Health insurance should be an important item on every expatriateís to-do list and individuals and families who previously went without health cover can now take advantage of the comprehensive yet simple, and less expensive options offered by Rbi Premium who seem to have the jump start on its rivals.

{ 1 comment… read it below or add one }

Lisa B Kolman August 9, 2011 at 10:52 am

The medical inflation myth can be defined as follows:

Firstly, if medical costs were rising at 10% p.a. then the medical insurers would also need to increase the amount of insurance coverage they provide by 10% p.a. to maintain the level of benefits for the growth in costs. In reality, international medical insurers have not increased the amount of the coverage they provide and only the premium prices have risen at 10% per annum. The increase in costs is clearly disproportionate.

Secondly, if you were to increase the premium price for medical inflation it would not cost 10% p.a. even if medical inflation was running at 10% p.a.. The reason for this is that only a small proportion of the insurance premium paid by the insured is actually allocated towards medical costs. The brokers are paid a commission, that clearly has no correlation to medical costs, the insurer has overheads which also have nothing to do with medical inflation, and all the other unrelated expenses too that are incurred have noting to do with medical inflation. If premium prices were to be adjusted for medical inflation it should therefore be only the proportion of the premium that is used to pay claims that should be adjusted and the adjustment should take into account the expectation for the coming year ahead with adjustments for the increase/decrease in exposure to such costs from any demographical changes in the insured population and any increase/decrease in the size of the population itself. A 10% medical inflationary increase should perhaps trigger an actual cost increase of around 3% of the overall cost of an average international health insurance portfolio. The industry standard approach, however, has been to increase insurance premiums by 10% p.a. which is well in excess of the required adjustment to keep up with medical inflation.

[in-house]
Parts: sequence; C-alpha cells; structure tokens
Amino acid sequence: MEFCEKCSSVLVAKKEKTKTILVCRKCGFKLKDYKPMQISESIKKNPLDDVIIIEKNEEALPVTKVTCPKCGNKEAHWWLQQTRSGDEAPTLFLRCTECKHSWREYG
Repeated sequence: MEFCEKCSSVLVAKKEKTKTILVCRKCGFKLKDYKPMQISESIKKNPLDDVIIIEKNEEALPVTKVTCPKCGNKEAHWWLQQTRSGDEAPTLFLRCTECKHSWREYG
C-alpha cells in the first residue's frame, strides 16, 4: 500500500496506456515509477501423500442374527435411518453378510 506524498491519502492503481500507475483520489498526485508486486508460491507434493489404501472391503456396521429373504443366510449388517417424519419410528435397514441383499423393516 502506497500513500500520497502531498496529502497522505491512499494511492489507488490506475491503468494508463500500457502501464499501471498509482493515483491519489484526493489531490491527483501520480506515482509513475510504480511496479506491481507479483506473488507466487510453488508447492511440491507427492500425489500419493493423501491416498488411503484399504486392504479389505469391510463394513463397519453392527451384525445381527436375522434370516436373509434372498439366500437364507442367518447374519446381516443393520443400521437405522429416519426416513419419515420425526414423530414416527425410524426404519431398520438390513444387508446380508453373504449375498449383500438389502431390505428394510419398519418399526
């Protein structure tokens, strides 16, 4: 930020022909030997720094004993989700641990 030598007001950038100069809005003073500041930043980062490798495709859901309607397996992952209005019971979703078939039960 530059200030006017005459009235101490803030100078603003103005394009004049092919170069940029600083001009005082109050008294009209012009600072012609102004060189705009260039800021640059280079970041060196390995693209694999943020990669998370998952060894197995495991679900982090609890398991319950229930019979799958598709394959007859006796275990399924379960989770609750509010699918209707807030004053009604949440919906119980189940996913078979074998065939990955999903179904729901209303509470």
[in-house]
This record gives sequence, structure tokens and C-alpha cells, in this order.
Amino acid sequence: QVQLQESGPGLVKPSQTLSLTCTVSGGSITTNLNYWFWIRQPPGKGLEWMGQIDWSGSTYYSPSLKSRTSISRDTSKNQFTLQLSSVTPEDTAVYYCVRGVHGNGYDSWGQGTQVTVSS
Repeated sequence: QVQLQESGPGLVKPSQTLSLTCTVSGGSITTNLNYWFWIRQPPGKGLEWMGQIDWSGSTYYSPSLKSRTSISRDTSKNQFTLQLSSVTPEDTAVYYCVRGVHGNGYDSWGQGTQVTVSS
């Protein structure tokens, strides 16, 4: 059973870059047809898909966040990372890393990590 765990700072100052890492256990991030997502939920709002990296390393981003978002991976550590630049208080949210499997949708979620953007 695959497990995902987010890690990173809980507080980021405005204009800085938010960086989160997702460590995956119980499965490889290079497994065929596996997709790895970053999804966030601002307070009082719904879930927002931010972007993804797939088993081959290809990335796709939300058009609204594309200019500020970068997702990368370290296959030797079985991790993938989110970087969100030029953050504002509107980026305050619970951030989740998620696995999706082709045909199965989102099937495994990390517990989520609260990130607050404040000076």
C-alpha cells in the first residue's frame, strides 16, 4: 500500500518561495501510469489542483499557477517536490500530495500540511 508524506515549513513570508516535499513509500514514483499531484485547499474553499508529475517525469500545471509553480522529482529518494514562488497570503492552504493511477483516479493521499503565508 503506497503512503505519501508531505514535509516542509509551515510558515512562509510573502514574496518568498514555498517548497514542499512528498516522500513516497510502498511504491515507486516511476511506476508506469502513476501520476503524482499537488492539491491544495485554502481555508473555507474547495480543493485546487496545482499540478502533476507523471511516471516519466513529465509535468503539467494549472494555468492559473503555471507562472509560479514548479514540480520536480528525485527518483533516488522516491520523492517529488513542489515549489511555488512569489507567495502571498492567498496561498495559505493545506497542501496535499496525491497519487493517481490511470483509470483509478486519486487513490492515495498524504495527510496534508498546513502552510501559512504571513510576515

Finally, owing to the very increasing costs, insurers have been introducing optional excesses which are counterproductive to any insured person. The reason for that is because the level of savings offered relative to the liability accepted are disproportionate. An insured may save hundreds of dollars in exchange for assuming thousands of dollars in liabilities. Those who take the high excess options who are stricken then end up being substantially out of pocket which undermines the purpose of taking out medical insurance and potentially harms the industry. With the high excess an insured person first has to pay out of their own pocket before their insurance comes into effect and when you add the combined out-of-pocket expenses with the discounted price of the insurance it simply doesn’t stack up well for the insured.

At the end of the day all private insurers operate their business at the expense of those they insure for the financial benefit of their shareholders which means that they will always seek to maxmise shareholder returns.

Rbi Premium have designed and developed what we believe to be a more equitable alternative…